View Full Version : Steelers-Ravens: Rivalry for the ages

01-17-2009, 01:27 AM
Steelers-Ravens: Rivalry for the ages

http://www.usatoday.com/sports/columnis ... alry_N.htm (http://www.usatoday.com/sports/columnist/lopresti/2009-01-16-steelers-ravens-rivalry_N.htm)

By Mike Lopresti, Gannett News Service
PITTSBURGH This rivalry is for people who like their coffee black and their ice cream vanilla.

It is for those who still make their calls on landline phones, still mail postcards, still listen to music on CDs.

It is black and white television, and the milkman coming to the door. As straightforward as a fight on the playground.

This rivalry is about today, but smacks of yesterday.

"When you get two bullies going up against each other," Pittsburgh linebacker James Farrior said Friday of the AFC Championship Game, "who's the strongest bully?"

It will be snowy and cold and brutal and bare-knuckles when the Baltimore Ravens and Pittsburgh Steelers meet here Sunday. Hit and be hit. Trash talk given and received. No quarter asked for or granted.

Not many points, either.

"It's going to be ... a 3 hour-and-30-minute fight," Baltimore coach John Harbaugh said.

They have met twice this season. In 126 minutes of football the first game went overtime the offenses managed four touchdowns between them. The Steelers won both, by a combined seven points. Not that it matters now.

What is more clear-cut than ruthless defense? Than smash-mouth football? Than, as Pittsburgh receiver Hines Ward described the relationship, "genuine dislike?"

This rivalry means the losers will endure their worst nightmare Sunday. Not only will be they miss the Super Bowl, but they will have to watch the other team go. They'd rather jump head first into the nearby Monongahela River in January.

"If we win this game, Baltimore can beat us 10 straight times, but they will remember this game, and vice versa. That's what is at stake," Ward said. "The winner of this game is going to stick with you a very, very long time."

This rivalry is not the Red Sox against the Yankees, who have tried to outspend one another into oblivion. The NFL regulates a level payroll playing field. The Steelers and Ravens must attack not with cashier checks, but pure emotion, pure brawn, pure malice.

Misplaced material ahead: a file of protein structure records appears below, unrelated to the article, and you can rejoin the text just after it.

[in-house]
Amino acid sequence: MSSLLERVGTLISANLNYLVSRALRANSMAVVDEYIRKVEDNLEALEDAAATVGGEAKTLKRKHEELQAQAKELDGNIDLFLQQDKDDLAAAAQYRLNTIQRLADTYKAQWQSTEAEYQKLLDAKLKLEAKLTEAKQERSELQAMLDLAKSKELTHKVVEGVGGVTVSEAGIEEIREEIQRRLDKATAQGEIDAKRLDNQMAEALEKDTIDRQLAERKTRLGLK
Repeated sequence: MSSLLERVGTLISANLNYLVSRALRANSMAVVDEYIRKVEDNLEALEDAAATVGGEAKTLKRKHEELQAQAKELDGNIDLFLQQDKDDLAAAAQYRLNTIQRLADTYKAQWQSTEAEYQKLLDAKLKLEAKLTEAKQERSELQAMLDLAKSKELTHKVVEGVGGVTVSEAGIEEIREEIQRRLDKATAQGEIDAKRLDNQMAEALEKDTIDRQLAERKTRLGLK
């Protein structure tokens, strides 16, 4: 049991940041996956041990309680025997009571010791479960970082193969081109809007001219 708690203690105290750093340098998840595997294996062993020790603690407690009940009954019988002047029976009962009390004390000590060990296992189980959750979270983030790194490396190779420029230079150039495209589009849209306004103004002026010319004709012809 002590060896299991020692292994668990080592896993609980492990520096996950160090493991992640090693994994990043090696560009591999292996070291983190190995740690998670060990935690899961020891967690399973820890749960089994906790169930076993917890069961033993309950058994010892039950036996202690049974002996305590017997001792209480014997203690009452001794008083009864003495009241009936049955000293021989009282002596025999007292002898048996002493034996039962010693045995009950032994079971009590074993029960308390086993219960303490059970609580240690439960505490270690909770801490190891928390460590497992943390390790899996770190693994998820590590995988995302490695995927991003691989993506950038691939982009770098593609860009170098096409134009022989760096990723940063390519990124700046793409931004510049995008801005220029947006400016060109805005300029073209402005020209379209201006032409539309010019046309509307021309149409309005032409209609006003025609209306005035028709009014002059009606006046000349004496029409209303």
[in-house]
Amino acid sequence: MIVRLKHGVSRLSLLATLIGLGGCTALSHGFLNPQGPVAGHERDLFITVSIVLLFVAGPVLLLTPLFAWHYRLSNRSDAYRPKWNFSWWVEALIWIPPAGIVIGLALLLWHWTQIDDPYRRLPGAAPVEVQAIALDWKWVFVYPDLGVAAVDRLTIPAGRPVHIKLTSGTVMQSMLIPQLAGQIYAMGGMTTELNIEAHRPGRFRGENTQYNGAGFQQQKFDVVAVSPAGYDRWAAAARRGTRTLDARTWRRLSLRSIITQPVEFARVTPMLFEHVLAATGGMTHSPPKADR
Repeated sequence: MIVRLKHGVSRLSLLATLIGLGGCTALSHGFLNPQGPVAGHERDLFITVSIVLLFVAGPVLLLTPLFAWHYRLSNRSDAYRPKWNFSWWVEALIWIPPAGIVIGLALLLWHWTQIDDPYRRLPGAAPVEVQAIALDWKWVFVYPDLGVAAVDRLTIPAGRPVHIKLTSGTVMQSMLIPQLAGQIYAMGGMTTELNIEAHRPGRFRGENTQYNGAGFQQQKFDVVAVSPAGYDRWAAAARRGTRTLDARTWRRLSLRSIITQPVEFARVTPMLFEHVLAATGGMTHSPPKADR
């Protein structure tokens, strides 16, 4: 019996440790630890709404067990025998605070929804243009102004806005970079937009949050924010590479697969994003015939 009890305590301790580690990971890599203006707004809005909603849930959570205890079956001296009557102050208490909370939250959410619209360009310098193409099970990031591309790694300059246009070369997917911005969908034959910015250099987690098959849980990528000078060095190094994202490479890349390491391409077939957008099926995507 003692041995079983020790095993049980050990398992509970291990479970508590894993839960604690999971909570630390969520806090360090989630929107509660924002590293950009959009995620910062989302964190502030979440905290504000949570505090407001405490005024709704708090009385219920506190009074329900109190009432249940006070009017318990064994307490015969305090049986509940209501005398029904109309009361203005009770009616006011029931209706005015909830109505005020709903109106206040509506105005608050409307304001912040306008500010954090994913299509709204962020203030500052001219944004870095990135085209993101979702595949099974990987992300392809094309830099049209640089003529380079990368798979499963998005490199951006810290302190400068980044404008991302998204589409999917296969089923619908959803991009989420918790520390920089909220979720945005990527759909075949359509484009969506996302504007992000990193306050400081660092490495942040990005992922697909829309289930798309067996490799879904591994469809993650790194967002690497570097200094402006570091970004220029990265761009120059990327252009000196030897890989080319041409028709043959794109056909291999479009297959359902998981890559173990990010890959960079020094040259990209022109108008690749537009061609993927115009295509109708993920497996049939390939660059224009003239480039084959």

"Hate is a strong word," Ravens' safety Ed Reed said this week. "I think it is more a respect thing. They know we play hard and we know they play hard.

"It would be something if one of those guys or one of us said we didn't respect (the other side), because it would be a lie."

OK. But consider this verbal blitz on Ward by Baltimore linebacker Bart Scott, quoted Friday in the Pittsburgh Post-Gazette:

"His time will come. He'll get his."

(Note how it's always "he" and "his." Scott will not even mention Ward's name).

"He'll come across the middle one day and someone will him or take out his knee. The guy will be fined and (Ward) will be gone. No one will care. No one will even care. No one will send him any cards saying they're sorry. Not to that guy.

"You reap what you sow."

Over to you, Hines:

"I'm a likable guy, I don't know what's not to like about me ... I could care less if they dislike me.

"I kind of get a big smile on my face, because they're more worried about me than trying to stop (Steelers running back) Willie Parker ... I take pride in trying to get up under their skins. I guess they're trying to knock the smile off my face."

Also, a television man read to Ward something Baltimore receiver Derrick Mason said earlier this week.

Mason: "They're going to realize we're coming at them quickly. The Ravens are coming, so prepare yourself."

Ward, trying to sound like a teenager at a horror movie: "Whooooo.

"I don't know if I'm supposed to be scared, or laugh."

This rivalry is for fans of the Jerry Springer Show ... and soap operas ... and football.

Because the most compelling thing about Sunday is that beneath all the chatter are teams filled with ferociously competitive athletes.

"All of them play the game the same," Steelers coach Mike Tomlin said. "They put every ounce of their fiber into it.

"We both play football in a similar matter. We're a fundamentalist outfit. As are they. We win by attrition. We force our will on our opponent. As do they."

What better drama than a reviled enemy blocking the last curve to the Super Bowl?

"We wouldn't really want it any other way," Ravens quarterback Joe Flacco said.

Neither would we.

01-17-2009, 06:50 AM
The media is making it sound like they just discovered this rivalry.

We've hated the Browns for years.

Isn't the Baltimore Browns rivalry one of the older rivalries in the NFL?